Happy Friday The 13th! Don't look what's under your bed tonight & don't turn off the light. You don't know what's coming. Have a good day!
Happy Friday to all you workers out there. Better yet, Happy Friday the 13th. Many people worldwide are so affected by a fear of this day the they won't go to work or drive a car. Some won't even get out of bed. In fact, this day is so filled with superstition about bad luck that many buildings choose not to include a 13th floor, jumping instead from 12 to 14. In fact, hotels do not have a room 13. But why? Where did all this superstition come from? There are several theories about the origin of the Friday the 13th superstition. If you will bear with me, my friends, have some trivia to share with you today.
Many believe that the fear of Friday the 13th dates back to Norse Mythology. According to the story, 12 gods had been enjoying a banquet at Valhalla, when the mischief maker, Loki, arrives uninvited, becoming the 13th guest. During the course of the evening, he tricks Holder, the blind god of darkness, into shooting Balder, a god of happiness. Balder dies and the Earth falls into darkness.
One theory states that 13 is often considered unlucky because there were 13 people in attendance at the Last Supper--the 12 disciples plus Jesus--and within a day Christ had been crucified. The last member thought to arrive was Judas. From this comes the superstition that it is unlucky to hold a dinner party with 12 guests. Friday has always been considered a very unlucky day in its own right. It is believed to be the day of Christ's Crucifixion. Christians believe that this is the day that Eve offered the apple to Adam, leading to the expulsion from the garden...and we all know what that led to.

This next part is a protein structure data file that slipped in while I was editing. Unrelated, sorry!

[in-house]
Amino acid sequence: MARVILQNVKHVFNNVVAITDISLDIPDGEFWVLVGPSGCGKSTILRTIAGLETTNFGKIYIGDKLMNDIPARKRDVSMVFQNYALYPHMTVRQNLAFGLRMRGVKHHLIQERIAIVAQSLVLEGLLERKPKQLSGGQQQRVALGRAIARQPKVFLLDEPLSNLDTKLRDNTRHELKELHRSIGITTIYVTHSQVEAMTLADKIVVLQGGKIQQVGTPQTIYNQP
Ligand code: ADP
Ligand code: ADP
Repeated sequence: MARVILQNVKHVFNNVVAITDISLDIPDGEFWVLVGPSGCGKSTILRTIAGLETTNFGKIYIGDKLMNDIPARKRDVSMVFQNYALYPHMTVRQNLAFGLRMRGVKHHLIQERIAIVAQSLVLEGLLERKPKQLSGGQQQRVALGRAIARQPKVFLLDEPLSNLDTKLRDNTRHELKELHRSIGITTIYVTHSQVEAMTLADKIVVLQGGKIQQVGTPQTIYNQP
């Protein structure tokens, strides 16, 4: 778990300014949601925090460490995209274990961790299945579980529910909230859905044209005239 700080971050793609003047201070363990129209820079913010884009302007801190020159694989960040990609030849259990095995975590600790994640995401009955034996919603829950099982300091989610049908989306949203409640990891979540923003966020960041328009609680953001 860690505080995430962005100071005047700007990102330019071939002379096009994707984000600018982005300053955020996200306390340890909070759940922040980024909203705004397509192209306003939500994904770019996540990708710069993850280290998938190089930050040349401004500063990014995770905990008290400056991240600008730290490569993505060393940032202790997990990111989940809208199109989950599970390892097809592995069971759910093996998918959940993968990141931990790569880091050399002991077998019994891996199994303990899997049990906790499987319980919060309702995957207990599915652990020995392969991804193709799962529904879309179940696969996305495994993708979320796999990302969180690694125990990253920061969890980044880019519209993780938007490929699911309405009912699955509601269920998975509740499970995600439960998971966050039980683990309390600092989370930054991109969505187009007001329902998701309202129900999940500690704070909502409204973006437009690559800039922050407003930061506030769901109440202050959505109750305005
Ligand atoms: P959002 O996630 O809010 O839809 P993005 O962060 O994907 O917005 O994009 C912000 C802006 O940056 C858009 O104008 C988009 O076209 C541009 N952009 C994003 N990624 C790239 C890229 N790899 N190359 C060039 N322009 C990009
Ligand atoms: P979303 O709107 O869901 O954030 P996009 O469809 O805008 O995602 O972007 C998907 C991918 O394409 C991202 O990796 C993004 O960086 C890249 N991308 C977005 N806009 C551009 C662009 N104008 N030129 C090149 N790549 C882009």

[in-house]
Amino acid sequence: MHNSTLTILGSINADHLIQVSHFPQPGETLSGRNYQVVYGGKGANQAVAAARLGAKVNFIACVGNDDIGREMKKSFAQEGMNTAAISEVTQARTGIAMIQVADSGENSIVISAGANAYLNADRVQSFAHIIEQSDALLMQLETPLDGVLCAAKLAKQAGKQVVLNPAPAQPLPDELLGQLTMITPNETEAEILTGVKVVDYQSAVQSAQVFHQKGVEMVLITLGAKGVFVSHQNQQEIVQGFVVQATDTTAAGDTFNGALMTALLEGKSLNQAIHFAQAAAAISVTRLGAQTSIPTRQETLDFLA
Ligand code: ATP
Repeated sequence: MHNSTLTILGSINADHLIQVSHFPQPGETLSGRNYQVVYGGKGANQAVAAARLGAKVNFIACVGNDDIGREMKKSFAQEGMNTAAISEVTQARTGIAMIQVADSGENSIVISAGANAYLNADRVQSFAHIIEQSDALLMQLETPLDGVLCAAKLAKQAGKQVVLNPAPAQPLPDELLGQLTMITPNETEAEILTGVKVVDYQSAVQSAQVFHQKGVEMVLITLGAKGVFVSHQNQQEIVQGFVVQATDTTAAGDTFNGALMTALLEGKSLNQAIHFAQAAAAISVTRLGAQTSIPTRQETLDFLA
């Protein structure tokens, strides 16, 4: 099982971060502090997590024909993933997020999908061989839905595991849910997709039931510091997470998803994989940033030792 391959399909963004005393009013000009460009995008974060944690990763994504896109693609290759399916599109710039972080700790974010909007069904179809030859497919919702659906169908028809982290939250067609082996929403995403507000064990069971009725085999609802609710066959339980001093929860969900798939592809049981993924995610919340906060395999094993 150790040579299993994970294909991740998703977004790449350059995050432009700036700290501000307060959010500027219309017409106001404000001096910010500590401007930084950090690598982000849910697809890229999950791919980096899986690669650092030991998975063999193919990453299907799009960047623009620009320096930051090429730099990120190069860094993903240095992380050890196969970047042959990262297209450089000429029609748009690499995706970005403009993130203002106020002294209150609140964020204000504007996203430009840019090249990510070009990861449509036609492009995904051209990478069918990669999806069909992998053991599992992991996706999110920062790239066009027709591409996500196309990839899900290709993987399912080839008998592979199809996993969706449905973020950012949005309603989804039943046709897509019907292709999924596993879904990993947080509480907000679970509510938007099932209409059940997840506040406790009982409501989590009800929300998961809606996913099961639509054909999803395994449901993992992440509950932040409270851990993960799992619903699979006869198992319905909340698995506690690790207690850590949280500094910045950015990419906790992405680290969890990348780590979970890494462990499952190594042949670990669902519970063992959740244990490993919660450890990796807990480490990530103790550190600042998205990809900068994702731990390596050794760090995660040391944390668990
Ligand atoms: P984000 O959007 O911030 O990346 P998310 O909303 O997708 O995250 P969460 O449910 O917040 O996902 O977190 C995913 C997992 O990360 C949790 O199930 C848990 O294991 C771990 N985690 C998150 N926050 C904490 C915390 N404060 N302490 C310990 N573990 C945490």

Yet another theory proposes that during the Middle Ages, King Philip IV of France ordered of France ordered the arrest and execution of the Knights Templar, along with the Cathars, on Friday the 13th, thus marking it as a day of evil. Furthermore, it was on Friday the 13th, 1066, that King Harold, the last Saxon king of England, was slain in the battle of Hastings.
In numerology, 12 is considered a whole or complete number. There are 12 months in a year, 12 Zodiac signs, 12 gods of Olympus, 12 tribes of Israel, the 12 apostles--while 13 is considered 'out of balance'.
In ancient times, our ancestors marked time by the lunar cycle and calendar. The number 13 was considered a very favorable number to them, perhaps because there are 13 full moons in a year which was important for people who lived 'without electricity'.To the ancient Romans the number 13 as a symbol of death, destruction and great misfortune. In ancient Greece Zeus the most powerful of all the gods, was counted as the 13th god.
Traditionally, there are 13 witches in a Coven. In Salem, 13 witches were executed a during the Witch Trials of 1692.
The 13th Tarot card is Death.
All Hallows Eve has 13 letters. And. count the letters in 'superstitious'.
There are some who believe that superstition most likely began as a Christian attempt to dishonor the Mother Goddess. An old legend states that when the Germanic peoples converted to Christianity, the mother goddess, Frigga, was banished to a mountain top and labeled as a witch. Thereafter, every Friday, (Frigga's Day) would gather 11 other witches and the Devil...making a total of 13...and together they would spitefully plan their mischief for the following week.
Needless to say, I am staying in today, and not for fear of a day. While riding home on the bus the other, a woman seated next to me was holding a child in her arms, and just as I turned to see if we were getting close to my stop, the child sneezed right in my face. Darn!!! Now I am feeling a cold coming on. Staying in to nurse myself back to health. After all, next Wednesday is a return trip to Atlantic City.
Happy Friday the 13th, and have a wonderful weekend. See you on Monday.